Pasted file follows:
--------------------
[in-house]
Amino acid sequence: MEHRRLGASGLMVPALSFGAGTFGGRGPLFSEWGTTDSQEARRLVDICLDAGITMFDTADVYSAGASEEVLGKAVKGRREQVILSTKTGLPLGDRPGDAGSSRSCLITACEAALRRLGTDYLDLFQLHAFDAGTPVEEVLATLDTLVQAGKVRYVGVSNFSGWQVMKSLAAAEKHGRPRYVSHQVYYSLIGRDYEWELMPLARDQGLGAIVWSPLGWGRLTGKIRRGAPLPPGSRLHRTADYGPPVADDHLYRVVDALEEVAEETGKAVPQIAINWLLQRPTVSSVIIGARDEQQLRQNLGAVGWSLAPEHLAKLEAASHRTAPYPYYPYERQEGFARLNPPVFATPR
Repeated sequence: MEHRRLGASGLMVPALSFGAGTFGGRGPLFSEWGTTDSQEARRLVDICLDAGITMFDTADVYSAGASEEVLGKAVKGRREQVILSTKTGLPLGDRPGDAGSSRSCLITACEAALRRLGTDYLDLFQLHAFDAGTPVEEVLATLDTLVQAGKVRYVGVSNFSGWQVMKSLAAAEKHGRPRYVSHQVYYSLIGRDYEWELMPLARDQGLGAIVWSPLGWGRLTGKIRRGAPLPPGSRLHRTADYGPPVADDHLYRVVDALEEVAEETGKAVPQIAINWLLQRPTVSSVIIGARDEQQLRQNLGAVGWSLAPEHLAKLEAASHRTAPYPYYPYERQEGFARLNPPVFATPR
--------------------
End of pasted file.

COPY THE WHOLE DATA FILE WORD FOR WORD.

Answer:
[in-house]
Amino acid sequence: MEHRRLGASGLMVPALSFGAGTFGGRGPLFSEWGTTDSQEARRLVDICLDAGITMFDTADVYSAGASEEVLGKAVKGRREQVILSTKTGLPLGDRPGDAGSSRSCLITACEAALRRLGTDYLDLFQLHAFDAGTPVEEVLATLDTLVQAGKVRYVGVSNFSGWQVMKSLAAAEKHGRPRYVSHQVYYSLIGRDYEWELMPLARDQGLGAIVWSPLGWGRLTGKIRRGAPLPPGSRLHRTADYGPPVADDHLYRVVDALEEVAEETGKAVPQIAINWLLQRPTVSSVIIGARDEQQLRQNLGAVGWSLAPEHLAKLEAASHRTAPYPYYPYERQEGFARLNPPVFATPR
Repeated sequence: MEHRRLGASGLMVPALSFGAGTFGGRGPLFSEWGTTDSQEARRLVDICLDAGITMFDTADVYSAGASEEVLGKAVKGRREQVILSTKTGLPLGDRPGDAGSSRSCLITACEAALRRLGTDYLDLFQLHAFDAGTPVEEVLATLDTLVQAGKVRYVGVSNFSGWQVMKSLAAAEKHGRPRYVSHQVYYSLIGRDYEWELMPLARDQGLGAIVWSPLGWGRLTGKIRRGAPLPPGSRLHRTADYGPPVADDHLYRVVDALEEVAEETGKAVPQIAINWLLQRPTVSSVIIGARDEQQLRQNLGAVGWSLAPEHLAKLEAASHRTAPYPYYPYERQEGFARLNPPVFATPR